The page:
ICRC Vice-president: States must end flow of weapons that fuels human suffering
Geneva (ICRC) - The vice-president of the International Committee of the Red Cross (ICRC) has appealed for States around the world to cease the supply of arms and ammunition to parties to armed conflict who violate international humanitarian law (IHL). Speaking at the second Conference of State Parties of the Arms Trade Treaty (ATT) in Geneva, Christine Beerli said there were ‘insufficient controls’ on the transfer of conventional weapons.
“The proliferation of arms and ammunition facilitates violations of IHL and of human rights law, including acts of terrorism and sexual and gender-based violence. It fuels a never-ending spiral of violence that leads to protracted armed conflicts,” said Mrs Beerli
She said from Syria to South Sudan, from Libya to Yemen, the flow of weapons had had ‘terrible consequences’ for civilian men, women and children. In Latin America, she said armed violence had led to an alarming humanitarian situation in several countries.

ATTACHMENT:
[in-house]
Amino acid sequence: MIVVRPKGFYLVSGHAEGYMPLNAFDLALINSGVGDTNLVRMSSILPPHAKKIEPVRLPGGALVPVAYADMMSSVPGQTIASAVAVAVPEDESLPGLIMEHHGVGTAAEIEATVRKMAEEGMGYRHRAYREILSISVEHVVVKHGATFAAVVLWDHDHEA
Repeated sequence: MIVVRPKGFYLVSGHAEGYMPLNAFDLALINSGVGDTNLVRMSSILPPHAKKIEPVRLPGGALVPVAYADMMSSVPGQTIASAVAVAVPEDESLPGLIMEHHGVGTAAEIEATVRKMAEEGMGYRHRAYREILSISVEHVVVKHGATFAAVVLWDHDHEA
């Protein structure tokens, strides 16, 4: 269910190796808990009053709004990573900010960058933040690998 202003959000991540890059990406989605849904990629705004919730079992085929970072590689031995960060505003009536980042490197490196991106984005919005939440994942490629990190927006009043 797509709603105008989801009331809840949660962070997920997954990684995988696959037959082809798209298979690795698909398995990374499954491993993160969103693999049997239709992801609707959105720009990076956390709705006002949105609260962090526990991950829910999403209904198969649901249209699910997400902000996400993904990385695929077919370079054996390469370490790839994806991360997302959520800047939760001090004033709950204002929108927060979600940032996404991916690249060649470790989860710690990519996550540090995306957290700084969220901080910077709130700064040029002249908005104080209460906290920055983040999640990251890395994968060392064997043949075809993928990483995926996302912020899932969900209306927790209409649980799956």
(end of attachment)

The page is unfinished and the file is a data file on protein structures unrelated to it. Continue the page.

Mrs Beerli said the ATT gave States a renewed opportunity to make a difference by stopping arms flows to conflict zones where violations of IHL were occurring.
“At the heart of the treaty are its humanitarian objectives – the moral and legal imperatives to prevent human suffering and to respect and ensure respect for IHL and human rights through the strict control of arms transfers. This, in turn, will create an environment conducive to building security, at regional and global levels,” said Mrs Beerli.
The conference is due to consider establishing a Voluntary Trust Fund which will provide support to those countries which need of assistance to implement the treaty. This could help states manage
stockpiles of weapons and, also, control their borders. The ICRC is urging all States in a position to do so, to contribute to the Fund.
The ATT aims to regulate the international trade in conventional weapons, came into force in December 2014. 87 countries have ratified the Treaty and a further 46 states are signatories, but have not ratified.